We would all like to have flawless white teeth worthy of a toothpaste commercial. But it’s not that easy. Often, in fact, the color of our teeth, and also their health, depends on the intake of food or drink.
Some such as coffee or red wine can be invasive and blacken tooth enamel. In fact, it is advisable to rinse your mouth immediately after drinking coffee to prevent it from sticking to the tooth surface.
However, there are also many other foods that can harm the health of the enamel. For example sugary drinks, candies, soft drinks such as beer, orange juice. It all depends on the amount of acid PH that these substances contain.
Pay particular attention to the intake of this famous citrus that could be aggressive for our teeth.
It is called acid erosion and causes corrosion of the enamel
It is about the lemon and in particular its juice. Lemon is an excellent ally for our health, but the high content of citric acid it possesses is responsible for the so-called acid or dental erosion. The lemon remains on the surface of the tooth for even a few seconds and immediately corrodes the enamel. This leads to the discovery of the dentin which must instead remain covered by both thermal and chemical changes. The fibers therefore remain defenseless making the tooth particularly sensitive.
For erosion, in fact, we mean a progressive loss of the hard tissues of the tooth, therefore of its mineral matrices, due to the action of chemical substances.
Unfortunately, once this situation is aggravated, there is no return. Once damaged and worn, the enamel does not regenerate. The tooth loses its brightness and blackens.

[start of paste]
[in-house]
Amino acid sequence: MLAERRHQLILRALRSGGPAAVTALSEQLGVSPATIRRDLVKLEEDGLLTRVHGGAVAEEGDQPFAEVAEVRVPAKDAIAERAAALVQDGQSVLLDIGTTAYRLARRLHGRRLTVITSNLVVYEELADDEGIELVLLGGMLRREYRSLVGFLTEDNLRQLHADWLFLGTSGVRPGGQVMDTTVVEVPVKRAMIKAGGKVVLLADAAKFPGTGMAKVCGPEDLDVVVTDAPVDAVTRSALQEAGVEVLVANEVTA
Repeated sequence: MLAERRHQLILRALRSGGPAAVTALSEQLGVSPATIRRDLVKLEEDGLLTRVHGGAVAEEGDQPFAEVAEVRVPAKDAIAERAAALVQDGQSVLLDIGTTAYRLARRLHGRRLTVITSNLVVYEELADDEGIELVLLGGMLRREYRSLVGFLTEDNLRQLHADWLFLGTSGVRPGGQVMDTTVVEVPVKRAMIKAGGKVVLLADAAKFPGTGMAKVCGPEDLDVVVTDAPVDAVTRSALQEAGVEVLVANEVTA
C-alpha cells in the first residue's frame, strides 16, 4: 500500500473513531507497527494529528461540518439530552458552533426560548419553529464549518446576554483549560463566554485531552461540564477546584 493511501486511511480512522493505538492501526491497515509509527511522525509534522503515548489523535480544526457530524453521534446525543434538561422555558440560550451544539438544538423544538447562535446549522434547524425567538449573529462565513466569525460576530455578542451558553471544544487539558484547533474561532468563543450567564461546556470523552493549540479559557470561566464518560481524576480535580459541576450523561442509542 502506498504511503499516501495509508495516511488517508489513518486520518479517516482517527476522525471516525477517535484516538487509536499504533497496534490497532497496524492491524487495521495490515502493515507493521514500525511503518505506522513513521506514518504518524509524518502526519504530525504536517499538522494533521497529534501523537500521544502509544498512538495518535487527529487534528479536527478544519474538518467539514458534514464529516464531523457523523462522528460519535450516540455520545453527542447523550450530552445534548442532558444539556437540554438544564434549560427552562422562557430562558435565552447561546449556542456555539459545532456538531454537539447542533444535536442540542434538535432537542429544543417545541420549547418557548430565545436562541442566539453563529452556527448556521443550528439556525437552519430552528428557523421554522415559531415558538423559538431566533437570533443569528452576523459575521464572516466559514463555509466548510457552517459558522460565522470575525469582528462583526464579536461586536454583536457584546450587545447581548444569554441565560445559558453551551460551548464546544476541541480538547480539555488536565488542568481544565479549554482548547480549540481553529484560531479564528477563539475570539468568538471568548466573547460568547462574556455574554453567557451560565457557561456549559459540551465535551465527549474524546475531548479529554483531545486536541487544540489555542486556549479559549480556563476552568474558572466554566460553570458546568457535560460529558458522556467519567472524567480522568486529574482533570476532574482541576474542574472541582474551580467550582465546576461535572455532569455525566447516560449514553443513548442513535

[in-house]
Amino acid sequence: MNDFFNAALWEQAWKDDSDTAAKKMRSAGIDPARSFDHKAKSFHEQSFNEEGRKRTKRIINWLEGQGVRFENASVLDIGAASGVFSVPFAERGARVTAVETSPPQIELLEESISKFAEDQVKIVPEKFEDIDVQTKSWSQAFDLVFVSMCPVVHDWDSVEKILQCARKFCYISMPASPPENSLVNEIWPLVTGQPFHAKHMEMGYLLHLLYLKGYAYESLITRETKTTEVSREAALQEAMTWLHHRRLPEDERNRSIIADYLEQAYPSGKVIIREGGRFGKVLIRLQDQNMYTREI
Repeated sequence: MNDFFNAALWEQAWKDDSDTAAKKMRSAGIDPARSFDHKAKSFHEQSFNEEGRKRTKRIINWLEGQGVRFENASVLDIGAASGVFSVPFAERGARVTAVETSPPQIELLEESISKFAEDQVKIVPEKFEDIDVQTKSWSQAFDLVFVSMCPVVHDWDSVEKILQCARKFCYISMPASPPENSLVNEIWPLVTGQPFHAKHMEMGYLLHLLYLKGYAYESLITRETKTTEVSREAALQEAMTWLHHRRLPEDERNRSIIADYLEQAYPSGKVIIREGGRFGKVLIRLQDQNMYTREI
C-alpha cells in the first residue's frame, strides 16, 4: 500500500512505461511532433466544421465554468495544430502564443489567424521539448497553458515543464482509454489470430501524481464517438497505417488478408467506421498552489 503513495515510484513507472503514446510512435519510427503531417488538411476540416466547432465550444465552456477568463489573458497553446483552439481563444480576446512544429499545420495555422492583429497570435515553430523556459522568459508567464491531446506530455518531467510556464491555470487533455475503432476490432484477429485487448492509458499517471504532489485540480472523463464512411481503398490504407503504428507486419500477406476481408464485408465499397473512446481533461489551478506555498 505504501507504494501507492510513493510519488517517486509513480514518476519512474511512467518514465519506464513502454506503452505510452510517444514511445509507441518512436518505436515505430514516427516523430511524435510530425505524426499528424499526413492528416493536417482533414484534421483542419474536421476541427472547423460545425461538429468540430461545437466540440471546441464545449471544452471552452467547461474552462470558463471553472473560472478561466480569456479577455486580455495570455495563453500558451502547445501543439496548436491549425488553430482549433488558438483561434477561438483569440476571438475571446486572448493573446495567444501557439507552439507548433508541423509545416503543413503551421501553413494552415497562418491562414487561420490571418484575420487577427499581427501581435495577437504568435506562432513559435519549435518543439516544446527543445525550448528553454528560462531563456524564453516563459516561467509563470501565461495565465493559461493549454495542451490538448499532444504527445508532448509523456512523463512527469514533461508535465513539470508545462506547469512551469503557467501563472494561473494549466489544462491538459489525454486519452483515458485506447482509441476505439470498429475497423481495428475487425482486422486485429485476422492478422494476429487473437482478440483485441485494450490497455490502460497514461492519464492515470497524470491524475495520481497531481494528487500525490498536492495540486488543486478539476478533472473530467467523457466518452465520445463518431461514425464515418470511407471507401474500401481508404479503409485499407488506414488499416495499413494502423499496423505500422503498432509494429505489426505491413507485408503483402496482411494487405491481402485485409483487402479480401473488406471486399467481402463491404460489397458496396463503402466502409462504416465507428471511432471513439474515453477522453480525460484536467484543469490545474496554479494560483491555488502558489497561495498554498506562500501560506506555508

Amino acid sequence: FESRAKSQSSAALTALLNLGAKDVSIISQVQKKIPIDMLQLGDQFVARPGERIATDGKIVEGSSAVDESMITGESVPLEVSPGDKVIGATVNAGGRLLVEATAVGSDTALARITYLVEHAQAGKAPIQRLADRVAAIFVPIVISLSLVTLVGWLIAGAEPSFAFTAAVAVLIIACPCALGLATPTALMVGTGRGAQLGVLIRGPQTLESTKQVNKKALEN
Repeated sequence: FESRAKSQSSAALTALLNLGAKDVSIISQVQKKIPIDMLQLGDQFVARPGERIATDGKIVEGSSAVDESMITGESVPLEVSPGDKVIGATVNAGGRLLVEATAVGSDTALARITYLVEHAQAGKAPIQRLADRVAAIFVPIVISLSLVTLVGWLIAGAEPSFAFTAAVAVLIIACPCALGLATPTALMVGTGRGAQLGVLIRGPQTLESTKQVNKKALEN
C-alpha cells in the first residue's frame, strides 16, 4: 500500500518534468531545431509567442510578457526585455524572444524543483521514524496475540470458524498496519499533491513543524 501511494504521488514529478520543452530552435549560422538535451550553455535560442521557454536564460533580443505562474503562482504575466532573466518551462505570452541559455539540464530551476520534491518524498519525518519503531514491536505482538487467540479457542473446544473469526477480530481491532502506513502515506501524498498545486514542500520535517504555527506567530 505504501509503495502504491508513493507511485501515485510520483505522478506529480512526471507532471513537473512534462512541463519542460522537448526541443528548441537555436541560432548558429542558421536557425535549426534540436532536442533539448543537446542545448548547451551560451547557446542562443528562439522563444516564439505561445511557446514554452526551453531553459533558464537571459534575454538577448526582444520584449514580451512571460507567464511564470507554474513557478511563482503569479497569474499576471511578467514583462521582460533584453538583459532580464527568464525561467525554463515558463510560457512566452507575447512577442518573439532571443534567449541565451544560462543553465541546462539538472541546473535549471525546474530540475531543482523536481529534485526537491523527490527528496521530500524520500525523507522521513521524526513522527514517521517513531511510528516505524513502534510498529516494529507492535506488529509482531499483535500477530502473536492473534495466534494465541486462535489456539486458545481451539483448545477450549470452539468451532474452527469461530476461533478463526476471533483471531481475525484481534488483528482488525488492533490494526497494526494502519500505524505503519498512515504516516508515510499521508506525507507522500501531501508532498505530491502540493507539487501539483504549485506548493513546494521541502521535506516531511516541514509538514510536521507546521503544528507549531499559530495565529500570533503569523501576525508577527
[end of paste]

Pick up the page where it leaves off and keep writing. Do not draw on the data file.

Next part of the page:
If you really can’t help but take lemon juice diluted in hot water in the morning, we have to keep in mind a couple of tips. It is known that the juice of this citrus fruit promotes the digestion process, cleans the intestines and stimulates the metabolism. But the quantity of citric acid from which it is made (it can contain up to 3-4%) can be really deleterious for the dental enamel.
The exogenous action of lemon juice is capable of lowering the PH of our oral cavity making it acidic. Lemon has a PH of 2.4 and is very high among the significant values for dental erosion.
Beware of taking this famous citrus fruit that could be aggressive for our teeth
In any case, without giving up lemon juice, we can keep in mind to take it, and not to keep it too much in contact with the teeth. You have to take small sips or even better use a straw. In this way the amount of acid goes directly to the throat. Immediately rinse your mouth with water, after drinking it, and wait a few minutes before brushing your teeth. Maybe let’s do it with a soft-bristled toothbrush and without being too aggressive.
Taking concentrated lemon juice greatly increases the risk of corroding dental enamel. Always prefer juice as a condiment for dishes, perhaps instead of vinegar or oil.